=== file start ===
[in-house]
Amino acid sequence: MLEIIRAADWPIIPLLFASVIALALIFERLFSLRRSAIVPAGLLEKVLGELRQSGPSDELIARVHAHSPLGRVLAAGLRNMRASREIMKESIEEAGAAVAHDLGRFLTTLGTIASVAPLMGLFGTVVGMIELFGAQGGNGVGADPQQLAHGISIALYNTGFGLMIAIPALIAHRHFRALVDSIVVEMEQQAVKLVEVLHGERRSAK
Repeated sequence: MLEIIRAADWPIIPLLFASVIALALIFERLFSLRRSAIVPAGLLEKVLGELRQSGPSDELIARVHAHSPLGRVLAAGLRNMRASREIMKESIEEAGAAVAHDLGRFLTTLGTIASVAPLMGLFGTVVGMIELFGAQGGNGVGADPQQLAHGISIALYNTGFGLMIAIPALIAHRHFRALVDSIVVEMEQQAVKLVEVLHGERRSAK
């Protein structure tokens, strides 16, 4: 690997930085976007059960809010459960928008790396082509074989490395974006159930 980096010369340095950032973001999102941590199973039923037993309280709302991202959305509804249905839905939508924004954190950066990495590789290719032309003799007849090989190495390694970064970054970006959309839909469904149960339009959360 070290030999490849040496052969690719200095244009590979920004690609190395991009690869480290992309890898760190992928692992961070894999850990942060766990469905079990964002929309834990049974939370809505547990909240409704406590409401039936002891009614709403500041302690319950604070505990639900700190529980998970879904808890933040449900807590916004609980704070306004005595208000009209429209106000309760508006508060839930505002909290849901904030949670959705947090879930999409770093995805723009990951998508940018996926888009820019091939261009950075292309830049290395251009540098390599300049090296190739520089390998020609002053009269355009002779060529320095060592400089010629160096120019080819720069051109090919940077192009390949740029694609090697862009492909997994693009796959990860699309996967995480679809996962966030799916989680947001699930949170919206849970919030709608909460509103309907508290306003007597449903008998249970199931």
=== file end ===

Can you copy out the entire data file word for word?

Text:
[in-house]
Amino acid sequence: MLEIIRAADWPIIPLLFASVIALALIFERLFSLRRSAIVPAGLLEKVLGELRQSGPSDELIARVHAHSPLGRVLAAGLRNMRASREIMKESIEEAGAAVAHDLGRFLTTLGTIASVAPLMGLFGTVVGMIELFGAQGGNGVGADPQQLAHGISIALYNTGFGLMIAIPALIAHRHFRALVDSIVVEMEQQAVKLVEVLHGERRSAK
Repeated sequence: MLEIIRAADWPIIPLLFASVIALALIFERLFSLRRSAIVPAGLLEKVLGELRQSGPSDELIARVHAHSPLGRVLAAGLRNMRASREIMKESIEEAGAAVAHDLGRFLTTLGTIASVAPLMGLFGTVVGMIELFGAQGGNGVGADPQQLAHGISIALYNTGFGLMIAIPALIAHRHFRALVDSIVVEMEQQAVKLVEVLHGERRSAK
């Protein structure tokens, strides 16, 4: 690997930085976007059960809010459960928008790396082509074989490395974006159930 980096010369340095950032973001999102941590199973039923037993309280709302991202959305509804249905839905939508924004954190950066990495590789290719032309003799007849090989190495390694970064970054970006959309839909469904149960339009959360 070290030999490849040496052969690719200095244009590979920004690609190395991009690869480290992309890898760190992928692992961070894999850990942060766990469905079990964002929309834990049974939370809505547990909240409704406590409401039936002891009614709403500041302690319950604070505990639900700190529980998970879904808890933040449900807590916004609980704070306004005595208000009209429209106000309760508006508060839930505002909290849901904030949670959705947090879930999409770093995805723009990951998508940018996926888009820019091939261009950075292309830049290395251009540098390599300049090296190739520089390998020609002053009269355009002779060529320095060592400089010629160096120019080819720069051109090919940077192009390949740029694609090697862009492909997994693009796959990860699309996967995480679809996962966030799916989680947001699930949170919206849970919030709608909460509103309907508290306003007597449903008998249970199931």